Our color tests for video performance are done almost exactly the same as our tests for still images. We record video of the Gretag Macbeth color chart under fixed lighting conditions, and use Imatest to measure the color accuracy in stills taken from that video. The first of these is shot at 3000 lux, equivalent to a relatively well-lit day. The LX3 scored very well in this test, capturing color accurately and with minimal noise.**
***Low Light - *30 Lux
While the color was significantly noisier and less accurate in the low light version of this test, which was unsurprising, the LX3 still managed to score well for shooting in very poor conditions. This test was undertaken at 30 lux, which is about the level of light provided by a single 40-watt bulb, and we found the LX3 performed well in these less-than-ideal conditions.
Once again, the LX3's lackluster resolution performance is apparent, as it only managed to capture a maximum of 508 line widths per pixel height (lw/ph) horizontally and 350 lw/ph vertically.
We took the Panasonic out into the fast-paced streets of Boston to film speeding cars and see just how well it deals with moving objects. We found the colors to be bright, and objects to be clear.
This camera performed very well in our video tests. While it might not overtake the family camcorder, it can take 720p video with very accurate color, which is something nice to see on a point-and-shoot.
Panasonic DMC-LX3 Video Scores
**You want a camera that's quick to start up, can shoot photos rapidly, and with minimal processing delays. To this end, we time a number of functions on the camera to make sure their performance is up to speed. We use a high speed SDHC card to minimize data transfer bottlenecks. Startup to First Shot **(7.16)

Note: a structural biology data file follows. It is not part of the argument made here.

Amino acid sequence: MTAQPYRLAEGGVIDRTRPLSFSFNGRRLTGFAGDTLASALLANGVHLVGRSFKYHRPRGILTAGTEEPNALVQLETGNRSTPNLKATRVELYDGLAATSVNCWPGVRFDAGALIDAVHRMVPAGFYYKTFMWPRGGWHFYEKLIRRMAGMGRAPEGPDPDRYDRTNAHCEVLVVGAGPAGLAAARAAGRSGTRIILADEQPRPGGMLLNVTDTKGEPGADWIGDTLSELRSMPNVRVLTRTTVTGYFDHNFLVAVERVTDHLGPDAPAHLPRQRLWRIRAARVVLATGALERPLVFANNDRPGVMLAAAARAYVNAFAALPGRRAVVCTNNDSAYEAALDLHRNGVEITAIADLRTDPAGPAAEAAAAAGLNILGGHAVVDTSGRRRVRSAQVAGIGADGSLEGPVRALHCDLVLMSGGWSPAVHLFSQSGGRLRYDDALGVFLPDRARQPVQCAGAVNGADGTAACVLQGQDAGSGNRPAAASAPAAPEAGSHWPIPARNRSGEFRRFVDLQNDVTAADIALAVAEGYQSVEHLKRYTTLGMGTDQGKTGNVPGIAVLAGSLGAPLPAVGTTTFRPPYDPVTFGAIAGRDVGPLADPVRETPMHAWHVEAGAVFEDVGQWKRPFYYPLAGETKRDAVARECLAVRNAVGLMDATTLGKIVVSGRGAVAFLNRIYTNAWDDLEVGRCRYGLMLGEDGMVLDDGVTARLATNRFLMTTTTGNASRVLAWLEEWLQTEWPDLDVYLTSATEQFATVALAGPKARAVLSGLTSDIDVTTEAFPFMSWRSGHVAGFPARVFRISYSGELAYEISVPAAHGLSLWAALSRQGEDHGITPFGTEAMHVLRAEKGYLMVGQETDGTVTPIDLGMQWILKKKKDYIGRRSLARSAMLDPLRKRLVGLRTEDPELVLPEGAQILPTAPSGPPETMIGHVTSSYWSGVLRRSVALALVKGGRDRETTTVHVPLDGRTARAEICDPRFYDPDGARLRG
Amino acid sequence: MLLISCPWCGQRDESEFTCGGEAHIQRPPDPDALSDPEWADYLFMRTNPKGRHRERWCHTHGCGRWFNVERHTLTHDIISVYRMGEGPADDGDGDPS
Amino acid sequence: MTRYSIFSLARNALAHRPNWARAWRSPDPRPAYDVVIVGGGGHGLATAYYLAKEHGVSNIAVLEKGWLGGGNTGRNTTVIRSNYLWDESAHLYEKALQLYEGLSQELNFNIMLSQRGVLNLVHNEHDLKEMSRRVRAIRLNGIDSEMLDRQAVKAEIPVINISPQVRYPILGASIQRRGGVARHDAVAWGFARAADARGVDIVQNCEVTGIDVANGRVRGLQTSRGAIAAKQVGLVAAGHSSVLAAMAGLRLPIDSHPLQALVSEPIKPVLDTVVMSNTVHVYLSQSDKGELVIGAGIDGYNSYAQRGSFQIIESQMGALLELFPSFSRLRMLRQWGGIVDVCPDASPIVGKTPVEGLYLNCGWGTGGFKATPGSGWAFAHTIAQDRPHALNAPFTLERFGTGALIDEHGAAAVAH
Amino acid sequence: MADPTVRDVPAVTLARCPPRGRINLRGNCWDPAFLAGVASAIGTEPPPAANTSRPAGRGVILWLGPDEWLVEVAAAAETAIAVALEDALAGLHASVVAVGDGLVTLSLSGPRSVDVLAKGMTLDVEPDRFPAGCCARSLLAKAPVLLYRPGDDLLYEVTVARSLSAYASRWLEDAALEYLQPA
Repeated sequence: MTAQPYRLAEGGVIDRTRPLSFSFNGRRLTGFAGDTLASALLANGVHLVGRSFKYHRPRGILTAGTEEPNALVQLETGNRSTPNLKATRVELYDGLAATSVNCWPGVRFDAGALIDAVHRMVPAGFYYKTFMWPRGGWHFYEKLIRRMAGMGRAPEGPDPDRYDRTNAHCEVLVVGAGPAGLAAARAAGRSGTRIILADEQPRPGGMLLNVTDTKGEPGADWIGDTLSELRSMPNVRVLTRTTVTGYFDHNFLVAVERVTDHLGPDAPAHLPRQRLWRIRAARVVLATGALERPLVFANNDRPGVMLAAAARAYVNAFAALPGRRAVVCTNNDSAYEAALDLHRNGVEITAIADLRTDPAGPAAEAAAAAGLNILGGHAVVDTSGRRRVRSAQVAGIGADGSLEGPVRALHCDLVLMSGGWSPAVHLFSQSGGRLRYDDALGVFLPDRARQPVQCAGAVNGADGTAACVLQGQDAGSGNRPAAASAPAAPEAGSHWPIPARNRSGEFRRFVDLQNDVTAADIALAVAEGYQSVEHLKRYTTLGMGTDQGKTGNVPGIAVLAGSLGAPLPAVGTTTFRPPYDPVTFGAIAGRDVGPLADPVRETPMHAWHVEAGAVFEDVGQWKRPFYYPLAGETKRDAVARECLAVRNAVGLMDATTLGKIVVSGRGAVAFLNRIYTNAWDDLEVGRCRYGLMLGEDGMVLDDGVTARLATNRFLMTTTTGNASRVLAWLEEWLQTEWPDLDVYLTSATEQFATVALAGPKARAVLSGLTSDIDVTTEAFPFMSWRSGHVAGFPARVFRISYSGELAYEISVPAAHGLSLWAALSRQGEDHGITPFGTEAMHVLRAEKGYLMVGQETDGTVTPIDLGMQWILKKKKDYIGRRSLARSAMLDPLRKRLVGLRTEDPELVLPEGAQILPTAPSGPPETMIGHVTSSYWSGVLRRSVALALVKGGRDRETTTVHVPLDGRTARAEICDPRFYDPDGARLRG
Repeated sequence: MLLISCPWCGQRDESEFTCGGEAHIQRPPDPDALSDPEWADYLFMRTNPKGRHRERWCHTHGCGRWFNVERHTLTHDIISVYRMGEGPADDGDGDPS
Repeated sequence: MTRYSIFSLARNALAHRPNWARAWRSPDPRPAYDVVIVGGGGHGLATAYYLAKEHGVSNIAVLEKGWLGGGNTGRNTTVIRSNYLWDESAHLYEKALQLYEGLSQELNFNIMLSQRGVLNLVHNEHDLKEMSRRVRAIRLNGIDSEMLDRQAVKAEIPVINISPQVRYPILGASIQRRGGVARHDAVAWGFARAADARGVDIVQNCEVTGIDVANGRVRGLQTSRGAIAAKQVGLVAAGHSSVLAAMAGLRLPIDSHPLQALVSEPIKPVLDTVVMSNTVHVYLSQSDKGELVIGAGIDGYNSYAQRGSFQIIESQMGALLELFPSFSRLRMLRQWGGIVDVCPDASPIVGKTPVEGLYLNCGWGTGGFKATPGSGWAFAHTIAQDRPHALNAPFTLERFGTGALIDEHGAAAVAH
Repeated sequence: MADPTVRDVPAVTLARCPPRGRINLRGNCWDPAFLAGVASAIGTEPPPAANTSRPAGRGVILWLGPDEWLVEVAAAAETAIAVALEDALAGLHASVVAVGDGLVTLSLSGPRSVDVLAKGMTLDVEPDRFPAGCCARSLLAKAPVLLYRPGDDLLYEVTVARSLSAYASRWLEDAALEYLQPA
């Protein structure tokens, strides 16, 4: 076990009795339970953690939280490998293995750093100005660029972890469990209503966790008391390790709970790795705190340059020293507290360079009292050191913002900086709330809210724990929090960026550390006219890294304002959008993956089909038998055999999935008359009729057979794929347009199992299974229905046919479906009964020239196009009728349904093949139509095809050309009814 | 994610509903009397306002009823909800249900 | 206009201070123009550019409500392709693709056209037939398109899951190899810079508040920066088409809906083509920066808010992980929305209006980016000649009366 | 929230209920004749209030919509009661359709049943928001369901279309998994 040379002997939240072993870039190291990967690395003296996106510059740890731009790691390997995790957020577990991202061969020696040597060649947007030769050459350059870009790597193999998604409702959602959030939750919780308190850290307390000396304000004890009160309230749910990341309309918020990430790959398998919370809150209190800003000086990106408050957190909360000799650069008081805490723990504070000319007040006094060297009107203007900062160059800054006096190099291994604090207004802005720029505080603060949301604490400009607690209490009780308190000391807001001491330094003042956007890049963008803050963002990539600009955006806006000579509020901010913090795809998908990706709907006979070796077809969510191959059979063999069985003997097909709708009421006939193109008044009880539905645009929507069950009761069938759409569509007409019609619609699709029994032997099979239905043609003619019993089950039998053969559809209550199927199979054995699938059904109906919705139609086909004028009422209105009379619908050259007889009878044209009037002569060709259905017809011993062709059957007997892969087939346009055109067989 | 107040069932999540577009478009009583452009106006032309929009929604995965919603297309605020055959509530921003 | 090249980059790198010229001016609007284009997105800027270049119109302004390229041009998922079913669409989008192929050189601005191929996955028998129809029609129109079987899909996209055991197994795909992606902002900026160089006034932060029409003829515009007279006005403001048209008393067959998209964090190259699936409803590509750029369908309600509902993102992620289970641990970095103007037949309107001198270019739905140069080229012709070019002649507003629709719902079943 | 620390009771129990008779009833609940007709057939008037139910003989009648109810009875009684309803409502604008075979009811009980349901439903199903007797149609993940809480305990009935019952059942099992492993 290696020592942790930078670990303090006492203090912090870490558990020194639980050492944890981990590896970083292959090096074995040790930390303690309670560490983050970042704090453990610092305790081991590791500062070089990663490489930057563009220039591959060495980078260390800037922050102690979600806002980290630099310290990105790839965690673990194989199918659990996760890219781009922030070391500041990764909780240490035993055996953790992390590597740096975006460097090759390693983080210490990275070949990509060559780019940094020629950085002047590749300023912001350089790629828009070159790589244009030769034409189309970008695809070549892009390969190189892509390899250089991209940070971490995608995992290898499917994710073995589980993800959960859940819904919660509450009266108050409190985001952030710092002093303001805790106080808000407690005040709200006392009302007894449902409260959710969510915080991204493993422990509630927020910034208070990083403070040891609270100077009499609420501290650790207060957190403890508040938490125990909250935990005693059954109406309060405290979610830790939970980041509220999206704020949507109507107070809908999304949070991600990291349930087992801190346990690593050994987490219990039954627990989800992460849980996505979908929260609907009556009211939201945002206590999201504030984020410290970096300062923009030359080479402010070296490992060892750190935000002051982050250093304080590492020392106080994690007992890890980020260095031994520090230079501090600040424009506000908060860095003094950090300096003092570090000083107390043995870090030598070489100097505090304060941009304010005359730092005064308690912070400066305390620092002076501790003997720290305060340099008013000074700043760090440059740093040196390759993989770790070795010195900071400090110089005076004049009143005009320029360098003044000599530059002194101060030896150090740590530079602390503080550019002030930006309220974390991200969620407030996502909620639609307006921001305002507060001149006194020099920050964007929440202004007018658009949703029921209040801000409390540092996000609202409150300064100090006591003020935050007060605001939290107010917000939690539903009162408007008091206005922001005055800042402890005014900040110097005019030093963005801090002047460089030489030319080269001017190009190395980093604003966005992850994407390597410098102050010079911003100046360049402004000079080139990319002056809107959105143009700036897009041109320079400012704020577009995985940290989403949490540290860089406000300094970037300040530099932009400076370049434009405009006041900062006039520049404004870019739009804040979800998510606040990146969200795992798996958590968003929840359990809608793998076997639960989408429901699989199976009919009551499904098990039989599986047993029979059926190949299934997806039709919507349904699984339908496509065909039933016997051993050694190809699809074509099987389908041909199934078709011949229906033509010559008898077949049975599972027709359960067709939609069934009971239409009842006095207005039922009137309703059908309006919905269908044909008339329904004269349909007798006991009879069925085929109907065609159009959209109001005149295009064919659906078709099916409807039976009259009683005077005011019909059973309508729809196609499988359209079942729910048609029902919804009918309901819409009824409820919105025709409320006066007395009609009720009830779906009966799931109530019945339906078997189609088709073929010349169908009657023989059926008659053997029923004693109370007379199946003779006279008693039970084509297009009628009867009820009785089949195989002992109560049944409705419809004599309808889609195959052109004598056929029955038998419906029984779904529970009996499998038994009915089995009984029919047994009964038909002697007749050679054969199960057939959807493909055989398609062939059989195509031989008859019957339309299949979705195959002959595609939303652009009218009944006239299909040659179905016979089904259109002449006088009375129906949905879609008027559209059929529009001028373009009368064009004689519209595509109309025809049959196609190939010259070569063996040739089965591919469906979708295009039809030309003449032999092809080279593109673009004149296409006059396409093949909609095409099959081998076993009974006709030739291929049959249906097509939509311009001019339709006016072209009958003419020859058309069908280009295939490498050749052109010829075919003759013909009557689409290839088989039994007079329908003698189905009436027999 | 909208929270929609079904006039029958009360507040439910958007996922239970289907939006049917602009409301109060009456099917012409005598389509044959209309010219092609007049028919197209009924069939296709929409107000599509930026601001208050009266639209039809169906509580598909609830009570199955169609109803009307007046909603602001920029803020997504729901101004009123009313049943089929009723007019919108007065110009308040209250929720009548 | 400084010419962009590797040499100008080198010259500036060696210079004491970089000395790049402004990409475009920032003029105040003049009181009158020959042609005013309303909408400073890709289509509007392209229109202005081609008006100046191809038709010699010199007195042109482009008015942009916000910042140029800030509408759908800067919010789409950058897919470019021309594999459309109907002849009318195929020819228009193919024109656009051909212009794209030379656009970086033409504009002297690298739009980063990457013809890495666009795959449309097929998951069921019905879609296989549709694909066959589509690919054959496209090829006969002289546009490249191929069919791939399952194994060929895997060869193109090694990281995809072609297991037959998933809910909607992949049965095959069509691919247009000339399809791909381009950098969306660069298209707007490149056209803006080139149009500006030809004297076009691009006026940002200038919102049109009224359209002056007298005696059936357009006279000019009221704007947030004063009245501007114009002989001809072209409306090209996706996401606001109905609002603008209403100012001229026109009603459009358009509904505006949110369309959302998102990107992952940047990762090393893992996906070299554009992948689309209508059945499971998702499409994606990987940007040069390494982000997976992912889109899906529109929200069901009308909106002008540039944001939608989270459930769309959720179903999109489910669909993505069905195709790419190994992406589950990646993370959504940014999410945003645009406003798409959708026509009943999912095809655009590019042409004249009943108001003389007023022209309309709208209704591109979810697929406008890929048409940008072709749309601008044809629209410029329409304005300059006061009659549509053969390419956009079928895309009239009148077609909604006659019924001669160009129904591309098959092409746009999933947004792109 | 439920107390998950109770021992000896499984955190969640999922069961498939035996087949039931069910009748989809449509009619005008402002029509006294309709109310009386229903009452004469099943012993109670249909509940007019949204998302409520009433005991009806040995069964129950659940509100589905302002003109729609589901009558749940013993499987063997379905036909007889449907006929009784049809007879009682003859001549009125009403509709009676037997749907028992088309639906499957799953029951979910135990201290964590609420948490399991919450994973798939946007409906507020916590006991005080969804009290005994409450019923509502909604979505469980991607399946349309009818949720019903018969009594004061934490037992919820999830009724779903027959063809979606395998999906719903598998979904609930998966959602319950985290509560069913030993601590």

The Lumix DMC-LX3 had a fairly normal startup time, about what you would expect from a modern point-and-shoot camera. It took, on average, 2.8 seconds from being turned on to taking the first shot. With a start-up time below three seconds, you won't be likely to miss any important shots in the time it takes to power up. Just remember to remove the lens cap.**
Shot-to-Shot ***(9.47) *
The LX3 offers two burst modes. There's unlimited burst, which Panasonic claims can take two frames per second, a number we verified in our lab. The other mode captures 2.5 frames per second, but will only take four images at highest quality JPEG. A nice touch is that if you use burst mode with the self-timer, it will take three pictures after the two- or ten-second timer is up.**
In older generations of digital cameras, there used to be a significant problem with delay between pressing the shutter button, and the shot actually being taken. We still measure this, just to make sure that the camera has the responsiveness we expect. The LX3 produced such a minute delay between pressing the button and the action occurring, that it was actually too fast to be accurately measured. When you press the shutter, your picture gets taken. End of story.**
This is a measure of how long it takes the camera to process the photograph you just took, and put a version on the LCD. The LX3 took, on average, a sliver over one second to bring up the preview, which is one of the faster times we've seen, and better than the Canon PowerShot G9, Nikon Coolpix P5100 and Samsung NV40.
While the LX3 doesn't have a built-in optical viewfinder, one can be purchased separately and inserted into the flash hot shoe.
The LCD has an impressive 460,000 pixels over its 3-inch, 3:2 ratio area. This is double the pixel density usually found on point-and-shoot cameras, and is very clear. The screen is bright, but does suffer from some solarization when viewed from extreme angles. The brightness of the monitor can be adjusted to one of seven different levels of brightness, or it can do so itself, automatically. While shooting, three different display modes are available: shooting information, with all the pertinent details regarding focal modes, flash, metering, exposure, histograms, battery levels and such; a composition grid to help you compose your photos; or no additional information at all.